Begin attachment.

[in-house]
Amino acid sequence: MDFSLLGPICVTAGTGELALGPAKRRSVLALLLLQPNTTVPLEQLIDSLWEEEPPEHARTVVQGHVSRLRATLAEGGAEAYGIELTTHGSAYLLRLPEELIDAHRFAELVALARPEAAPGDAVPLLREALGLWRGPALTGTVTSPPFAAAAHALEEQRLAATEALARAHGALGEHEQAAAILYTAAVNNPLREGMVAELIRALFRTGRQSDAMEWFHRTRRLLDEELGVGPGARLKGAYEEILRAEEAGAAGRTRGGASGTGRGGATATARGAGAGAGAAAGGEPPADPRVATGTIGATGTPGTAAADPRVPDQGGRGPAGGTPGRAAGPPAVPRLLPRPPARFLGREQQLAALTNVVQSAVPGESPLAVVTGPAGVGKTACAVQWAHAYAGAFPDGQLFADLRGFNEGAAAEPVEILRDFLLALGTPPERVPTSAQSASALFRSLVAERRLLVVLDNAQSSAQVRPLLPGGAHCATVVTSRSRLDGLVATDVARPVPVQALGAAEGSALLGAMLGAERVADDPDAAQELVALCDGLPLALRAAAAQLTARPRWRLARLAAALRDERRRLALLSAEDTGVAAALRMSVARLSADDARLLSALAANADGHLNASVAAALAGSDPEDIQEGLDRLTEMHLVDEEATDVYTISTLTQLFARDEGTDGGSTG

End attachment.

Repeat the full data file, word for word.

[in-house]
Amino acid sequence: MDFSLLGPICVTAGTGELALGPAKRRSVLALLLLQPNTTVPLEQLIDSLWEEEPPEHARTVVQGHVSRLRATLAEGGAEAYGIELTTHGSAYLLRLPEELIDAHRFAELVALARPEAAPGDAVPLLREALGLWRGPALTGTVTSPPFAAAAHALEEQRLAATEALARAHGALGEHEQAAAILYTAAVNNPLREGMVAELIRALFRTGRQSDAMEWFHRTRRLLDEELGVGPGARLKGAYEEILRAEEAGAAGRTRGGASGTGRGGATATARGAGAGAGAAAGGEPPADPRVATGTIGATGTPGTAAADPRVPDQGGRGPAGGTPGRAAGPPAVPRLLPRPPARFLGREQQLAALTNVVQSAVPGESPLAVVTGPAGVGKTACAVQWAHAYAGAFPDGQLFADLRGFNEGAAAEPVEILRDFLLALGTPPERVPTSAQSASALFRSLVAERRLLVVLDNAQSSAQVRPLLPGGAHCATVVTSRSRLDGLVATDVARPVPVQALGAAEGSALLGAMLGAERVADDPDAAQELVALCDGLPLALRAAAAQLTARPRWRLARLAAALRDERRRLALLSAEDTGVAAALRMSVARLSADDARLLSALAANADGHLNASVAAALAGSDPEDIQEGLDRLTEMHLVDEEATDVYTISTLTQLFARDEGTDGGSTG